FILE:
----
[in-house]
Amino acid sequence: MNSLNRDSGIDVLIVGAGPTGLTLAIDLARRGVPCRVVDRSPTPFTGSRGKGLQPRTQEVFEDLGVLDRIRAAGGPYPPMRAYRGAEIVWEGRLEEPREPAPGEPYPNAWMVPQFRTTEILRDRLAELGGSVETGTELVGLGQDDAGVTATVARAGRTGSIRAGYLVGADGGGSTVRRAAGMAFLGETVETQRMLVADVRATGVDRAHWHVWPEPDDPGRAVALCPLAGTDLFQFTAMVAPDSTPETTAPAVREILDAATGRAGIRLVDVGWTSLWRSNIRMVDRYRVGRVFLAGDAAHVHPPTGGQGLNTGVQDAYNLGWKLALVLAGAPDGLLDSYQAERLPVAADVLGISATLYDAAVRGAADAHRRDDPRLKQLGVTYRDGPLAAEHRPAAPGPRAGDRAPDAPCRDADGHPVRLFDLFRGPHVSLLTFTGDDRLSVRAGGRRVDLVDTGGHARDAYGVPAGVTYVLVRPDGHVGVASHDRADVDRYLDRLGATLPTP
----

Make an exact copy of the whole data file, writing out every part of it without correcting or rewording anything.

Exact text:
[in-house]
Amino acid sequence: MNSLNRDSGIDVLIVGAGPTGLTLAIDLARRGVPCRVVDRSPTPFTGSRGKGLQPRTQEVFEDLGVLDRIRAAGGPYPPMRAYRGAEIVWEGRLEEPREPAPGEPYPNAWMVPQFRTTEILRDRLAELGGSVETGTELVGLGQDDAGVTATVARAGRTGSIRAGYLVGADGGGSTVRRAAGMAFLGETVETQRMLVADVRATGVDRAHWHVWPEPDDPGRAVALCPLAGTDLFQFTAMVAPDSTPETTAPAVREILDAATGRAGIRLVDVGWTSLWRSNIRMVDRYRVGRVFLAGDAAHVHPPTGGQGLNTGVQDAYNLGWKLALVLAGAPDGLLDSYQAERLPVAADVLGISATLYDAAVRGAADAHRRDDPRLKQLGVTYRDGPLAAEHRPAAPGPRAGDRAPDAPCRDADGHPVRLFDLFRGPHVSLLTFTGDDRLSVRAGGRRVDLVDTGGHARDAYGVPAGVTYVLVRPDGHVGVASHDRADVDRYLDRLGATLPTP